For the last five years, insurance companies that insure physicians and hospitals have spent millions lobbying for--and receiving--medical malpractice legal "reforms." The insurance companies and medical associations claimed that "runaway jury awards" were the root cause of increased malpractice premiums in early 2000-2002, and therefore juries needed to be reigned in by "capping" medical malpractice lawsuits. The industry got its wish in 2004 when The Ohio Legislature passed laws which, among other things, limit malpractice victims' recovery for pain and suffering (like losing a limb or being in a coma or wheelchair) to $250,000. The result? The legislature TRADED YOUR RIGHT to be compensated for a legitimate medical error to an arbitrary, one size fits all "cap" so that insurance companies can keep malpractice premiums down, for the collective good of us all(sounds alot like communism if you think about it, doesn't it?).
The problem, however, was not runaway jury verdicts. Rather, insurance companies spent millions spent on newspaper, TV, and radio ads claiming that doctors were leaving Ohio(or were going to leave soon) because of high malpractice premiums-- and blamed it ALL on lawsuits. In fact, Ohio was one of 23 states deemed to be "in crisis" by the American Medical Association(this of course raised the question of just where all these doctors were going if over half of our states were in "crisis").
Two things were obvious to we who pursue malpractice cases. First, the doctors were being unfairly gouged by their insurance companies. Why? Malpractice insurers were losing their shirts due to stock market losses, and jacked up premiums on doctors sometimes well over 100% to make up for the shortfall. Doctors had every right to complain about this economic highjacking.
Second, we were asking over and over again: where's all these "runaway" medical malpractice verdicts we keep hearing about? We knew for years that juries were very conservative in Ohio and particularly in Stark County when it came to medical malpractice cases. So, our local trial lawyers association (now known as The Stark County Academy For Justice) commissioned a study spanning over 10 years and covering every medical malpractice case tried to a jury in Stark County since 1993. There were 84 medical malpractice jury trials over an 11 year period. The average verdict? $257,000. You can read the results in the article below.
Of course, these facts didn't stop the Legislature from giving the malpractice insurance companies every "reform" they asked for. Now here's the final insult: St Paul Insurance Company, an insurer which screamed the loudest about skyrocketing malpractice rates, paid its CEO over $32 MILLION in 2002 (that's not a typo). His income wasn't capped or limited!! If the Legislature were going to be FAIR about trying to fix a so called "crisis," why should a patient who lost an arm of leg due to malpractice have his or her rights sacrificed while there's no similar cap on a CEO's $32 million compensation package????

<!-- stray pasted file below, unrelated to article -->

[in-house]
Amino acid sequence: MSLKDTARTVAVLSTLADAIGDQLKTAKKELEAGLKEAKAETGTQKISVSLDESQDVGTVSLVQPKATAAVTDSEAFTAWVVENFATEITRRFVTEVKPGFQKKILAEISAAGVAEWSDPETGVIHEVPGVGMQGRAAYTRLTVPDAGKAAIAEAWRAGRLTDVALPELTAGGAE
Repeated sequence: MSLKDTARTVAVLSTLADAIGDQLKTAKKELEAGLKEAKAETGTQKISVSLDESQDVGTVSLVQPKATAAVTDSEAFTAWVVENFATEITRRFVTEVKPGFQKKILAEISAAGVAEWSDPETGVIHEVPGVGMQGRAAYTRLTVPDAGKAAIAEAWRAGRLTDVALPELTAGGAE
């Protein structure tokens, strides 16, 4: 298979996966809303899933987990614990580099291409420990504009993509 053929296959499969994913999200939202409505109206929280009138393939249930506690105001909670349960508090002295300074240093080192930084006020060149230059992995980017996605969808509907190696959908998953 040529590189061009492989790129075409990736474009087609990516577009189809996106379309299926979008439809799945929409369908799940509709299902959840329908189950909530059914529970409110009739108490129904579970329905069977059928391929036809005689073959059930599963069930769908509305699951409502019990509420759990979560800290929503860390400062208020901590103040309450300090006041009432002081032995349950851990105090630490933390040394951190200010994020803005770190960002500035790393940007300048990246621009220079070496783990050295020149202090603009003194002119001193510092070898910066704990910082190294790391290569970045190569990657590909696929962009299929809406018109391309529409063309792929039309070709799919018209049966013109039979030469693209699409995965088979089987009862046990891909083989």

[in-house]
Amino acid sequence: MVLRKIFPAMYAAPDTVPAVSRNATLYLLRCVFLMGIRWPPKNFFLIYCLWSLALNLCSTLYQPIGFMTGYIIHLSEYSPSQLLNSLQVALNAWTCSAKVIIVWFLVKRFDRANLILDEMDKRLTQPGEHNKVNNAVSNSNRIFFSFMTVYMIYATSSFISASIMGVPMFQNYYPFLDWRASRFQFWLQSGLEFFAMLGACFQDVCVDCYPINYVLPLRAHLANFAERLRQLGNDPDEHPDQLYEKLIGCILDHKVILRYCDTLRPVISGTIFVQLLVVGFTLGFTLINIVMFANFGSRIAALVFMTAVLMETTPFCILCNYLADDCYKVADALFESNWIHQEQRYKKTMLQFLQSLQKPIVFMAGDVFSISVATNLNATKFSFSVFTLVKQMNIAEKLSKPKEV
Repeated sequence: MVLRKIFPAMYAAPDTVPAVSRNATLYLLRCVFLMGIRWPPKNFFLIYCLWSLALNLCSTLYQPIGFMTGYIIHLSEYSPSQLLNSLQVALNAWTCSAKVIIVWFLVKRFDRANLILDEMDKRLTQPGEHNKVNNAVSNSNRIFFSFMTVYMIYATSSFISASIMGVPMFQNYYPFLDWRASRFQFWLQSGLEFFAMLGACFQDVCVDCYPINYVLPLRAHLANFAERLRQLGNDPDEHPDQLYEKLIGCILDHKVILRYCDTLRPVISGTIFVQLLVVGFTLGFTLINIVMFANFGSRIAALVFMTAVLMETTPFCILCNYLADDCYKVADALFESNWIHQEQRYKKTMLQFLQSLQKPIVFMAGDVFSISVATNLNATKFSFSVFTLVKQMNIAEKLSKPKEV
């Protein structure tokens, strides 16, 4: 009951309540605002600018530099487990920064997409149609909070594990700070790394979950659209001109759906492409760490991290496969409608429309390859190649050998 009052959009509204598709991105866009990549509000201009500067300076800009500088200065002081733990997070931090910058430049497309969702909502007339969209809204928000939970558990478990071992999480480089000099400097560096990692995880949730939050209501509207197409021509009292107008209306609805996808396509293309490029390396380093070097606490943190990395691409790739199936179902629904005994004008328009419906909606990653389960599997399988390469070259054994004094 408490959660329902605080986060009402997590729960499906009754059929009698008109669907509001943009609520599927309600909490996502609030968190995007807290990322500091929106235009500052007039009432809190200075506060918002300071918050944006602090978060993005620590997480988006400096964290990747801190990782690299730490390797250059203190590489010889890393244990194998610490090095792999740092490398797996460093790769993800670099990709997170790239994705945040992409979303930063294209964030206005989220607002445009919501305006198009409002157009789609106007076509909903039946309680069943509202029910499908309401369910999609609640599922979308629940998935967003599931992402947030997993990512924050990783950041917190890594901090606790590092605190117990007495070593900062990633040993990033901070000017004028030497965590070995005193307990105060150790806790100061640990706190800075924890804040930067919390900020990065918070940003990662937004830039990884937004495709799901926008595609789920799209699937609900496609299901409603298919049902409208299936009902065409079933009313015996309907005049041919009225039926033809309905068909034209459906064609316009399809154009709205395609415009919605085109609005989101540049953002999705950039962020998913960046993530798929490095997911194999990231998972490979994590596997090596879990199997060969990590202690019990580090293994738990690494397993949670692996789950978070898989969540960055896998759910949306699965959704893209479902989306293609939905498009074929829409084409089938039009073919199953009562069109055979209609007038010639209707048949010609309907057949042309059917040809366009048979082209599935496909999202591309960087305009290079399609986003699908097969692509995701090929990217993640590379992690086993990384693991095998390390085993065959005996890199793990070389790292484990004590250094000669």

Score another victory for the insurance industry, and yet another blow to Ohioans who are the victims of preventable medical mistakes. Once again, money talks. We'll be re-visiting this topic many more times since we are now starting to see some trends from all these "reforms," and (suprise) malpractice premiums are not coming down as fast as they skyrocketed............
(visit our website at www.n-wlaw.com)
Runaway Jury Awards: Not in Stark County
In 4 cases in decade, plaintiffs awarded $1 million or more
March 8, 2004
COLUMBUS – Runaway jury awards haven’t been a problem in Stark County, according to 11 years of court records compiled by local trial attorneys.
The Stark County Trial Lawyers Association compiled the results of every trial between 1993 and 2003, more than 500 cases. It’s the most comprehensive study known in Ohio.
The medical profession won 64 of the 84 medical malpractice trials over that period in Stark County, and juries awarded $1 million or more in only four cases that plaintiffs won.
In nonmedical personal-injury verdicts, juries awarded more than $1 million five times. In 10 cases, juries gave out punitive damages.
The highest punitive award was for $8 million for a train collision that killed three teenagers and injured three others. Most other punitive awards were under $1 million.
“Our conclusion was that the results obliterated the argument that runaway juries were wreaking havoc on the civil justice system,” said Brian Wilson, president of the local bar association.
“The reality didn’t match the anecdotes or the myth.”
The Ohio House is considering making it a law for all counties to compile aggregate information on civil jury trials.